movwf  PORTB                     ;Write data Nibble to PORT B
      bsf    LCD_EN                    ;Set enable line
      bcf    LCD_EN                    ;Clear enable line
      swapf  Temp,F
      movlw  0Fh
      andwf  Temp,W                    ;Mask out lower 4 bits of Temp
      btfsc  Flags,LCD_RS              ;Must RS line be set?
       iorlw  80h                      ;Set RS line
      movwf  PORTB                     ;Write data nibble to PORT B
      bsf    LCD_EN                    ;Set enable line
      bcf    LCD_EN                    ;Clear enable line
      movlw  52
      movwf  Temp                      ;Delay 150us on 4MHz XTAL
LCD_Delay:
      decfsz Temp,F
      goto   LCD_Delay

      return

;=========================================================================
;This subroutine initializes the LCD module according to the procedure
;described in the Hitachi docs.  The LCD is never read from, so all
;operations are spaced slightly further apart than the maximum time
;that operation can take.
;Registers used : W, C1, C2, Temp
;=========================================================================
Init_LCD:
      movlw  20                        ;This will delay just more than
15ms
      movwf  C1
      call   Delay
      movlw  03h                       ;First Init Byte
      call   LCDWrite1
      movlw  7                         ;Delay at least 5ms
      movwf  C1
      call   Delay
      movlw  03h                       ;Second Init Byte
      call   LCDWrite1
      movlw  1                         ;Delay at least 150us
      movwf  C1
      call   Delay
      movlw  03h                       ;Third Init Byte
      call   LCDWrite1
      movlw  1                         ;Delay at least 150us
      movwf  C1
      call   Delay
      movlw  02h                       ;Choose 4 bit interface
      call   LCDWrite1
      movlw  1                         ;Delay at least 150us
      movwf  C1
      call   Delay
      bcf    Flags, LCD_RS             ;RS line must be low for the
following
      movlw  20h                       ;Select 1 line 5X7
      call   LCDWrite2                 ;Write byte as two nibbles
      movlw  08h                       ;Display off Command
      call   LCDWrite2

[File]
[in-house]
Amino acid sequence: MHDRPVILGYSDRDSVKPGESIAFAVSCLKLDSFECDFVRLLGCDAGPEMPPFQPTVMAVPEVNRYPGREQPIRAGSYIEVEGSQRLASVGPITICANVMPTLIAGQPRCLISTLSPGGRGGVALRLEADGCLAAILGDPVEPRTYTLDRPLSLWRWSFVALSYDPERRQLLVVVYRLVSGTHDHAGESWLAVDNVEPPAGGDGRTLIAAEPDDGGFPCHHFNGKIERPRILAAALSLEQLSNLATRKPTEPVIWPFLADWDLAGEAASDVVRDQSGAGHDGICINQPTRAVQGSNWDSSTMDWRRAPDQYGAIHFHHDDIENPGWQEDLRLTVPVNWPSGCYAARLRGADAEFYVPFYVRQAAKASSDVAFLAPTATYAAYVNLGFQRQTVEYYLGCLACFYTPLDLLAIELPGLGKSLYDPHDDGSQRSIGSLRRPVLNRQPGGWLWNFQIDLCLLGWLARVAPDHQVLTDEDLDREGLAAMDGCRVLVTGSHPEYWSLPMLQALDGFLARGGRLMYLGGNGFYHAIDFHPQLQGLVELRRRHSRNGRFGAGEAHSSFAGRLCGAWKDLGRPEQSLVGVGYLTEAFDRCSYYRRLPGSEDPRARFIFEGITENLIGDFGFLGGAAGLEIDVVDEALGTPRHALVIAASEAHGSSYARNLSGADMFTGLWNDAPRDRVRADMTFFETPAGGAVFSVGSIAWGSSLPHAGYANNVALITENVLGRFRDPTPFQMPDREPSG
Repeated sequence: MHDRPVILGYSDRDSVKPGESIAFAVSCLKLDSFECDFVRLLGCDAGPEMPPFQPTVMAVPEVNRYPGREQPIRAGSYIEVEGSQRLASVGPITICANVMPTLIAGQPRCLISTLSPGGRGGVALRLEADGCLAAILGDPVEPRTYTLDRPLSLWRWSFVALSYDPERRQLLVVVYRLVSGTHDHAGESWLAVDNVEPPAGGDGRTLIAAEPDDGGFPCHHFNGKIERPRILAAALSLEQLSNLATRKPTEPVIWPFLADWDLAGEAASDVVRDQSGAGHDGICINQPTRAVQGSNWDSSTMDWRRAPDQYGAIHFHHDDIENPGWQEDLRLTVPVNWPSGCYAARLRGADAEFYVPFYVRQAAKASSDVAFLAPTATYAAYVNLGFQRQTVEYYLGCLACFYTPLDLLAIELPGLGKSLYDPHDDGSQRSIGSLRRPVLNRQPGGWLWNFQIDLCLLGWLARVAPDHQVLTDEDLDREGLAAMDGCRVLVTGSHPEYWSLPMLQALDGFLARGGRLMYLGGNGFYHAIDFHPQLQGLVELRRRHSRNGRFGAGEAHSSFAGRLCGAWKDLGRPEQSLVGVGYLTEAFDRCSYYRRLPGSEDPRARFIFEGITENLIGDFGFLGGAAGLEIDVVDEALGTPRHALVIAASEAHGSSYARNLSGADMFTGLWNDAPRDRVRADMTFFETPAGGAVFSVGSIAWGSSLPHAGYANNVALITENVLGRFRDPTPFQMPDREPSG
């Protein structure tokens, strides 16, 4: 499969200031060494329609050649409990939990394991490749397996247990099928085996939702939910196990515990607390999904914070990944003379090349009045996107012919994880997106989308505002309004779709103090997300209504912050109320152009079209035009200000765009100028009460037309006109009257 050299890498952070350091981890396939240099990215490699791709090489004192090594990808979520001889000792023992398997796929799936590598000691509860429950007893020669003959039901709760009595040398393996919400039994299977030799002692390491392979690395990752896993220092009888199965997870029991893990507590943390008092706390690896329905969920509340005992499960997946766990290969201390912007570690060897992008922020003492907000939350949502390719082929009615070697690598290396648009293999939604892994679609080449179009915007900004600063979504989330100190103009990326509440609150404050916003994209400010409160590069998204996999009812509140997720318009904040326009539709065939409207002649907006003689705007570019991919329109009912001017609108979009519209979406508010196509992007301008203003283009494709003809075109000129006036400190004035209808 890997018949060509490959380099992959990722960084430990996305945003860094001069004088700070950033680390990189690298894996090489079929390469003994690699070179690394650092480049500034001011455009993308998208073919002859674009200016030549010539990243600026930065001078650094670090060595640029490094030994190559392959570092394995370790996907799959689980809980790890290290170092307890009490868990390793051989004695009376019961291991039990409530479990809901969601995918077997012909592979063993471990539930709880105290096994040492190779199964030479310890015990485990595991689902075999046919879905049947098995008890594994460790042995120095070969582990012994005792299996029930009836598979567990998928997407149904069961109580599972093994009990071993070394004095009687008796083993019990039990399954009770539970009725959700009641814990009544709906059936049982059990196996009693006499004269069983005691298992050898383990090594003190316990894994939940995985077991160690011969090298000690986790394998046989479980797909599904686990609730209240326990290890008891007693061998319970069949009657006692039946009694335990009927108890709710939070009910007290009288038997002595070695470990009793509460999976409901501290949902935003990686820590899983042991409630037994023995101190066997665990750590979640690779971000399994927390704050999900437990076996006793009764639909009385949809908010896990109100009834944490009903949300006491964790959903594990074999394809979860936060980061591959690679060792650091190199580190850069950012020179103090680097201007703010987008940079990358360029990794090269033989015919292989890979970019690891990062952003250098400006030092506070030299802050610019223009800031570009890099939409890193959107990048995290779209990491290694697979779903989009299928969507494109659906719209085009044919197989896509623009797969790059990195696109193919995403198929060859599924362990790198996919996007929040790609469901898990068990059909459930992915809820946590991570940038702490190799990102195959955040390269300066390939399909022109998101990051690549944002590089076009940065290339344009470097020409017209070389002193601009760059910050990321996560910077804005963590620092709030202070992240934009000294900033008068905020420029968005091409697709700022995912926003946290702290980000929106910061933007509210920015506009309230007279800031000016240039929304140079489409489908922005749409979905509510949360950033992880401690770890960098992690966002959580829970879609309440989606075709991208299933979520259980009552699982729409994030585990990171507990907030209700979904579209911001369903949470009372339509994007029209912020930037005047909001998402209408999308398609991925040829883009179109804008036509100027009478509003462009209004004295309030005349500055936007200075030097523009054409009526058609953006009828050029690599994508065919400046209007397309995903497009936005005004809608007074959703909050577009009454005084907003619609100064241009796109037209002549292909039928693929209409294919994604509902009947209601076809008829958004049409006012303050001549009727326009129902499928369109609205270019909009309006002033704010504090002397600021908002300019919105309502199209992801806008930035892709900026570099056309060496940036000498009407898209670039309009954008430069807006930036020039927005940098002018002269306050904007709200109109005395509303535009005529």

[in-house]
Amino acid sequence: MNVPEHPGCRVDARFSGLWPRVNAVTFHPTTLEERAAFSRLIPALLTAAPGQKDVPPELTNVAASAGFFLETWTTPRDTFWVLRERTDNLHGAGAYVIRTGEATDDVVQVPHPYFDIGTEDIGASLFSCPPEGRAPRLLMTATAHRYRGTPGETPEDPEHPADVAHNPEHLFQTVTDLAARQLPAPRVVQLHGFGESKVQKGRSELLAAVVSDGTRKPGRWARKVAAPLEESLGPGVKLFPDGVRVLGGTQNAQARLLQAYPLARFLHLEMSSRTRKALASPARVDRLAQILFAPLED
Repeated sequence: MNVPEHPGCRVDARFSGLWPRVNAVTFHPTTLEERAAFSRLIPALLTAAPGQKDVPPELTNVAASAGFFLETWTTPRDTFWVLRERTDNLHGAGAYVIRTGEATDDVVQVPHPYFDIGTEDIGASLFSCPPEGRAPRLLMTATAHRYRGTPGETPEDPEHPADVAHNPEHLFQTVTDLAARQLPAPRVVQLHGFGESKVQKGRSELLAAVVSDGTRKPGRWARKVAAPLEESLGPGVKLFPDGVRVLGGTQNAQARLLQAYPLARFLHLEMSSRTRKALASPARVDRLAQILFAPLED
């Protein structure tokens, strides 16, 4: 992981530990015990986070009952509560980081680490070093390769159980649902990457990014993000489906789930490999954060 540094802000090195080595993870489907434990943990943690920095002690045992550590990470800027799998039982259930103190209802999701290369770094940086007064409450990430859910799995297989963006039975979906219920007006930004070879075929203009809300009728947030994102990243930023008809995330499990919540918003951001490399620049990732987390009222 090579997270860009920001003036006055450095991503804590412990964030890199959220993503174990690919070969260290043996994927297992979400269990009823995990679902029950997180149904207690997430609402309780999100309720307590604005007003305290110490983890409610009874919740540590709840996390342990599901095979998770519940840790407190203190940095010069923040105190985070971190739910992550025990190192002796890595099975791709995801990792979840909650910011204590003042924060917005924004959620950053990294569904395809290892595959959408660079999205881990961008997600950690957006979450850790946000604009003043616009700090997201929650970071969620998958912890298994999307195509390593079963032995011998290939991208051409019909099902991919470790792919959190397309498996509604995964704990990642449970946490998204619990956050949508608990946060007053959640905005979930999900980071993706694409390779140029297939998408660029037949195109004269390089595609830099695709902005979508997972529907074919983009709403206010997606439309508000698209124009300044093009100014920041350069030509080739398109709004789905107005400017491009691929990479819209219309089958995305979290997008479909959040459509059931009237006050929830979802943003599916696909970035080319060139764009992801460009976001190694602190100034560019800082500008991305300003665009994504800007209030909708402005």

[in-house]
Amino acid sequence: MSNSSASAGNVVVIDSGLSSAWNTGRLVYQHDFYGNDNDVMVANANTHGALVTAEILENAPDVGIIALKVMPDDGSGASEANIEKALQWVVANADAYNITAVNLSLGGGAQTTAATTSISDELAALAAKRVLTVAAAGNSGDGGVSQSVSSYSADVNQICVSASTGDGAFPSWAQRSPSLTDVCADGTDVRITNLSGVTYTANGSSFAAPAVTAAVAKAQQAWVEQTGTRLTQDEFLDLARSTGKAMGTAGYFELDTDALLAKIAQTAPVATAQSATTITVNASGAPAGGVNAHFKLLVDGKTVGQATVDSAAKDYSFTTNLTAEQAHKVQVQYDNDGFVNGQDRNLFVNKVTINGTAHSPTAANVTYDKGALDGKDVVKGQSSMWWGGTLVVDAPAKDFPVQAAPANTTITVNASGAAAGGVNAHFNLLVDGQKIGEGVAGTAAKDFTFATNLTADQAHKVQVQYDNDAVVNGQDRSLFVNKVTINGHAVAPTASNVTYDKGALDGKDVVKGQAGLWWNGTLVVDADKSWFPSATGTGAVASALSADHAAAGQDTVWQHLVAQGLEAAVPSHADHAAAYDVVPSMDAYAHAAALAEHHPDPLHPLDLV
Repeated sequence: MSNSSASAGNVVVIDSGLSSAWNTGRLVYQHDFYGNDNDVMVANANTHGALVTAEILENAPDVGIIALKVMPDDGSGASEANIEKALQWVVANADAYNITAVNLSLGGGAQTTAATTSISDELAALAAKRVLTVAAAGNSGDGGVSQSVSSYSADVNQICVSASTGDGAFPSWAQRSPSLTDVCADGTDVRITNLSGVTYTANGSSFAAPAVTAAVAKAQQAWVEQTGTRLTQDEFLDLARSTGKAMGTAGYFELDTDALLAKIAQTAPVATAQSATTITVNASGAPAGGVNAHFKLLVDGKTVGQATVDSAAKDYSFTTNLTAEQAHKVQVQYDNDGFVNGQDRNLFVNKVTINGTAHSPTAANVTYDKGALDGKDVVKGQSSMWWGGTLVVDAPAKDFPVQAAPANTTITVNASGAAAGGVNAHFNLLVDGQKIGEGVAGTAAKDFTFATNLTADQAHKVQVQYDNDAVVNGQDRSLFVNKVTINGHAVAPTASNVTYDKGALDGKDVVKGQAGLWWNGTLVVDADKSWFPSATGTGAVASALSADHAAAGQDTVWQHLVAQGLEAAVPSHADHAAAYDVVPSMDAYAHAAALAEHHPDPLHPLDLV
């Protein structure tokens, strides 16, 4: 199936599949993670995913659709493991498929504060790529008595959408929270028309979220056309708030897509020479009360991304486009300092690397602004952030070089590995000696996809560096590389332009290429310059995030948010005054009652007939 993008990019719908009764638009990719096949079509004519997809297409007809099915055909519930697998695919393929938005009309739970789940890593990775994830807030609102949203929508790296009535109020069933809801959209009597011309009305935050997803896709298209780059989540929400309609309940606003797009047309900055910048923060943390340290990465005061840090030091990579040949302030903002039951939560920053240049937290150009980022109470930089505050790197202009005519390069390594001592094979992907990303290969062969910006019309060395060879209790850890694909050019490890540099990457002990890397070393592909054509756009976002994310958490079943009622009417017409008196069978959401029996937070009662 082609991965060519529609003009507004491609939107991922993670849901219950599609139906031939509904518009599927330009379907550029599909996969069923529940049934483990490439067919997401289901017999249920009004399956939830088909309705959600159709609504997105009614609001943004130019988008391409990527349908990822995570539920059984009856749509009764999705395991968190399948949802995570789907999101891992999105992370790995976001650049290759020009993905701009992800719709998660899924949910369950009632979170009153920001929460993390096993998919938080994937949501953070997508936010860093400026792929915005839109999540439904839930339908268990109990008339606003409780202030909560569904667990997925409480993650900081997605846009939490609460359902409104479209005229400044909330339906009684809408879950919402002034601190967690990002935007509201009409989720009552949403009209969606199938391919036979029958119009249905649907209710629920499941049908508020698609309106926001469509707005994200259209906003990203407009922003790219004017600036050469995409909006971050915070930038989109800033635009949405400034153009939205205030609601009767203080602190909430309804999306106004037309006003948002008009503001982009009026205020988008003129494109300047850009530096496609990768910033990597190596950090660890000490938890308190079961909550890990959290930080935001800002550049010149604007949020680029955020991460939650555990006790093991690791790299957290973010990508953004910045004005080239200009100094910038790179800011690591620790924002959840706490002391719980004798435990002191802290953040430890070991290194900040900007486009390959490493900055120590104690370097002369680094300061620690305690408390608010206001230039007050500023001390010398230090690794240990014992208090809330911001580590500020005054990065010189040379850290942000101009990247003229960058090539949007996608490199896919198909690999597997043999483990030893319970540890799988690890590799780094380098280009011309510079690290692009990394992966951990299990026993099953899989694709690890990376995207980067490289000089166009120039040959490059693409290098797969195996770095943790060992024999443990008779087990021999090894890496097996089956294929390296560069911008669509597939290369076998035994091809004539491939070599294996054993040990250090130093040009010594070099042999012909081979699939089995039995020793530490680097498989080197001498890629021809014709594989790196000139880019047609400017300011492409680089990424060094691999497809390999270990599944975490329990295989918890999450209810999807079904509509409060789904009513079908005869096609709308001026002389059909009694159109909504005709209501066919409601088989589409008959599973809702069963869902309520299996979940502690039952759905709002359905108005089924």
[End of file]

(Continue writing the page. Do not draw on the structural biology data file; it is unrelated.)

movlw  0Fh                       ;Display on, Cursor On, Blink on
      call   LCDWrite2
      movlw  06h                       ;Increment Curser, no shift
      call   LCDWrite2
      movlw  01h                       ;Make sure display is cleared
      call   LCDWrite2
      movlw  7                         ;Delay at least 5ms, to clear
display
      movwf  C1
      call   Delay
      return


end

1997\09\20@161640 by Eric van Es

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N STEENKAMP [M.ING E&E] wrote:

{Quote hidden}

Thank you! EXACTLY what I was looking for!
Thanks a million Niki!

--
Eric van Es               | Cape Town, South Africa
.....vanesKILLspamspam.....ilink.nis.za | http://www.nis.za/~vanes
LOOKING FOR TEMPORARY / HOLIDAY ACCOMODATION?
http://www.nis.za/~vanes/accom.htm

1997\09\20@190217 by Mike Keitz

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On Sat, 20 Sep 1997 22:16:16 +0200 Eric van Es <EraseMEvanesspam_OUTspamTakeThisOuTILINK.NIS.ZA>
writes:
>N STEENKAMP [M.ING E&E] wrote:
>
>
>Thank you! EXACTLY what I was looking for!
>Thanks a million Niki!

There are 2 types of 16x1 modules out there.  One type has the HD44780
chip and an LCD driver chip.  It uses x8 or x11 drive for a true
16-character by one line.  The characters appear sequentially in RAM.
The other type has only the HD44780 chip.  The controller must be set for
x16 drive, since it is logically an 8x2 display.  The LCD panel is built
so the 2 lines appear end to end rather than above each other.  There is
a gap in the RAM between the two sides of the display just like the gap
in RAM between the two lines of a 2-line display.

If you're only seeing the left 8 characters on the display it is likely
the x16 type.  There is no way to test with software what kind it is.

Even without any commands from the PIC, the HD44780 will reset itself